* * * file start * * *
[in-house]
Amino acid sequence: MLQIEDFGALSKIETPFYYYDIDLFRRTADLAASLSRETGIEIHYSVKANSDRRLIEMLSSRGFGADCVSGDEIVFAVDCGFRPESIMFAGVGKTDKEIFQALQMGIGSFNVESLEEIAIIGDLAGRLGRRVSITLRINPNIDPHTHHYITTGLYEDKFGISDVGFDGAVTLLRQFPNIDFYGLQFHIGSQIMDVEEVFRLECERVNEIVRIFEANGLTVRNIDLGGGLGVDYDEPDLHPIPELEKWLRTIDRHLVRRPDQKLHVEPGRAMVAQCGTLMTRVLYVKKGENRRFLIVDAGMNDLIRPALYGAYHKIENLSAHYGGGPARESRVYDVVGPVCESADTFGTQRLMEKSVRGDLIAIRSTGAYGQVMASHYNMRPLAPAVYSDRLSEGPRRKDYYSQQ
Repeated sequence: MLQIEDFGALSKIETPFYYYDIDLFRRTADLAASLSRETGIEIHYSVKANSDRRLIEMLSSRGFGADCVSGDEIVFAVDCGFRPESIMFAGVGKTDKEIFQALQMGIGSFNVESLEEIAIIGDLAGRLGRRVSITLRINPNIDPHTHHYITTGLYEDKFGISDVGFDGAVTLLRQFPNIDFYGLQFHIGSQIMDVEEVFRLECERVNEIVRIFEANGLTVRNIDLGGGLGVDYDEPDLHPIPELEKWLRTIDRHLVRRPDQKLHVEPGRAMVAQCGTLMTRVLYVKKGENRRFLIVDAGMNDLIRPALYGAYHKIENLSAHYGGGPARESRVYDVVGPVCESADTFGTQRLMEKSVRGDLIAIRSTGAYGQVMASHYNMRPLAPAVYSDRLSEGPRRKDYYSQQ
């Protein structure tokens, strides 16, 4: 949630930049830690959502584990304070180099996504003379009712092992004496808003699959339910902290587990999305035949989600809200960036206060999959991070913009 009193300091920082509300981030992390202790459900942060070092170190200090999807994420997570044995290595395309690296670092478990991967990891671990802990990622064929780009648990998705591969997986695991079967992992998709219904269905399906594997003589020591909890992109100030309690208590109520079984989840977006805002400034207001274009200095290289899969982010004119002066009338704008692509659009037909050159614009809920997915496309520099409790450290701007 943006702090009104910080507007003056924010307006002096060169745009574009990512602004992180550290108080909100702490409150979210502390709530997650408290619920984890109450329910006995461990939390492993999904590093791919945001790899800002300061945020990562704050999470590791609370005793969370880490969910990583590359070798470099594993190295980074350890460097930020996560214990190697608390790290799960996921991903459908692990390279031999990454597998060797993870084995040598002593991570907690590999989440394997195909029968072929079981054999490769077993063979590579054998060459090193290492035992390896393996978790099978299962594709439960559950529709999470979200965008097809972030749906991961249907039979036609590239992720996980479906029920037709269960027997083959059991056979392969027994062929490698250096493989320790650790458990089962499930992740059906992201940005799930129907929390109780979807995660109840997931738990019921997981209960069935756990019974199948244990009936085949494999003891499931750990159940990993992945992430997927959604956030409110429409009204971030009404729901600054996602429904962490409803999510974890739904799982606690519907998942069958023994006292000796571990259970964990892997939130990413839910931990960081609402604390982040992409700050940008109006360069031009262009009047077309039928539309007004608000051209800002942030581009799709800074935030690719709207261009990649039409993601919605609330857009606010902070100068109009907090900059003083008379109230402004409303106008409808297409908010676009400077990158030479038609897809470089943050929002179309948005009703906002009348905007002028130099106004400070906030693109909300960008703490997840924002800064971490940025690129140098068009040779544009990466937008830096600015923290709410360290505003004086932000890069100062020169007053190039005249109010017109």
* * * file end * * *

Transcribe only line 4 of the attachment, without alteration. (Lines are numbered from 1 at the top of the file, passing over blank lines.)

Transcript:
């Protein structure tokens, strides 16, 4: 949630930049830690959502584990304070180099996504003379009712092992004496808003699959339910902290587990999305035949989600809200960036206060999959991070913009 009193300091920082509300981030992390202790459900942060070092170190200090999807994420997570044995290595395309690296670092478990991967990891671990802990990622064929780009648990998705591969997986695991079967992992998709219904269905399906594997003589020591909890992109100030309690208590109520079984989840977006805002400034207001274009200095290289899969982010004119002066009338704008692509659009037909050159614009809920997915496309520099409790450290701007 943006702090009104910080507007003056924010307006002096060169745009574009990512602004992180550290108080909100702490409150979210502390709530997650408290619920984890109450329910006995461990939390492993999904590093791919945001790899800002300061945020990562704050999470590791609370005793969370880490969910990583590359070798470099594993190295980074350890460097930020996560214990190697608390790290799960996921991903459908692990390279031999990454597998060797993870084995040598002593991570907690590999989440394997195909029968072929079981054999490769077993063979590579054998060459090193290492035992390896393996978790099978299962594709439960559950529709999470979200965008097809972030749906991961249907039979036609590239992720996980479906029920037709269960027997083959059991056979392969027994062929490698250096493989320790650790458990089962499930992740059906992201940005799930129907929390109780979807995660109840997931738990019921997981209960069935756990019974199948244990009936085949494999003891499931750990159940990993992945992430997927959604956030409110429409009204971030009404729901600054996602429904962490409803999510974890739904799982606690519907998942069958023994006292000796571990259970964990892997939130990413839910931990960081609402604390982040992409700050940008109006360069031009262009009047077309039928539309007004608000051209800002942030581009799709800074935030690719709207261009990649039409993601919605609330857009606010902070100068109009907090900059003083008379109230402004409303106008409808297409908010676009400077990158030479038609897809470089943050929002179309948005009703906002009348905007002028130099106004400070906030693109909300960008703490997840924002800064971490940025690129140098068009040779544009990466937008830096600015923290709410360290505003004086932000890069100062020169007053190039005249109010017109």